Tim Barry - 222
How to Be Vegan in Prison
I am a vegan. Nineteen years deep into a lifelong commitment to avoid eating anything from an animal. In following this moral code I have found myself at protests turned riots, donning cow costumes at meat processing conventions, and creeping into slaughterhouses in complete darkness to film the inhumane treatment of animals. When I was arrested in 1998 and faced “Animal Enterprise Terrorism Act” (AETA) charges that could have put me in prison for 82 years, I chose an underground life over a potential life sentence. I became a fugitive on the run from the FBI until 2005, when I was arrested and sentenced to two years in prison for releasing thousands of minks from fur farms.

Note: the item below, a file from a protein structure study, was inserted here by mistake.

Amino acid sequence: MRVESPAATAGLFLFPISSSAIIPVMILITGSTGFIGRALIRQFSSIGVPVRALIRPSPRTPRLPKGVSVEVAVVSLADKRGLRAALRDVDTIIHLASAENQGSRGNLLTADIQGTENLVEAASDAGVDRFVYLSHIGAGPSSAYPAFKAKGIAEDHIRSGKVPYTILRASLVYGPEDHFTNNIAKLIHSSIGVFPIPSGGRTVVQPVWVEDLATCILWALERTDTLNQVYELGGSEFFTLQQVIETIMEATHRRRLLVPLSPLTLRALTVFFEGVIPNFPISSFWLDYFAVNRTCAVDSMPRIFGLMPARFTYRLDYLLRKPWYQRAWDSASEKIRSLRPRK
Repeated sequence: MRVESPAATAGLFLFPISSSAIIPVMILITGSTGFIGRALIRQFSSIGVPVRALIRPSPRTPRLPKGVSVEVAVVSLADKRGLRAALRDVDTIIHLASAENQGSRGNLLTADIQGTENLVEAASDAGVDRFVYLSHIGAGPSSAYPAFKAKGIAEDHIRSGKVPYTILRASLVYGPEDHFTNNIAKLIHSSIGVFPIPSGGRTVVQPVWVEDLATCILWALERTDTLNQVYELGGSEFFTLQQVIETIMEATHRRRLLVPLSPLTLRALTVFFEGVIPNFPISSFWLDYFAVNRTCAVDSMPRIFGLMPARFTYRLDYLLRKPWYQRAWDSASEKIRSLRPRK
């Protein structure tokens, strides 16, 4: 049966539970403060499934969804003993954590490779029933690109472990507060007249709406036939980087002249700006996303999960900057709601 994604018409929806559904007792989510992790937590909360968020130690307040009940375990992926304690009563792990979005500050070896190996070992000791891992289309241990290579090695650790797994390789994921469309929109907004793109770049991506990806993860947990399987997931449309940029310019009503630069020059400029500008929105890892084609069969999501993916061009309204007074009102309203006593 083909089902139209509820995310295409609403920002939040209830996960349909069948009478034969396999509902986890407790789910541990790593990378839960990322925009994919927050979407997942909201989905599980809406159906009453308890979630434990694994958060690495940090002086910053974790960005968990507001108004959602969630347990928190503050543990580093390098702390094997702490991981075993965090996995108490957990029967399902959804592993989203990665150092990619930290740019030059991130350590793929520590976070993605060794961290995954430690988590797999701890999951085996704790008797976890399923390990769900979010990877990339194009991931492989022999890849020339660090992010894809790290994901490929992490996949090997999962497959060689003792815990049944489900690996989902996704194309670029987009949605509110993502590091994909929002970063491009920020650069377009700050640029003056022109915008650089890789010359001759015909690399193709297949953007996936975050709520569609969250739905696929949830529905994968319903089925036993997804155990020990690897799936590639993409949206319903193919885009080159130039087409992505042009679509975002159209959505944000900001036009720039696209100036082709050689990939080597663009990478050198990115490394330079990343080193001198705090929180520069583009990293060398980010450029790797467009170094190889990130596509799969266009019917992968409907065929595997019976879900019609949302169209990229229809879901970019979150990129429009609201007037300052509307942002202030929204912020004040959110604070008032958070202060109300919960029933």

While living on the lam I put as much effort into vegan dining as the FBI did into catching me. I ate seitan marinated in sesame ginger sauce and roasted red pepper hummus on sprouted grain pizza crust. I double-fisted dried strawberries and malted carob balls, drank rice shakes every morning and sipped kombucha every night. Agave nectar was my table sugar, and organic carrot-juice my wine.
Once I was thrown into a prison cell, this comfortable reality instantly evaporated. Three times a day, the slot on my cell door opened, delivering trays piled with every variety of animal flesh and byproduct. The trace amounts of iceberg lettuce barely pushed my caloric intake into the double digits. I launched a nightly letter-writing campaign, targeting anyone with influence. Everyone from the prison captain, to the kitchen manager, to Congressperson Barbara Boxer received my letters. My demands were simple: No meat, dairy, or eggs. In this one-sided negotiation process, leverage was in short supply.
After two years and seven prisons, I learned a thing or three about how to get meat-free food in prison.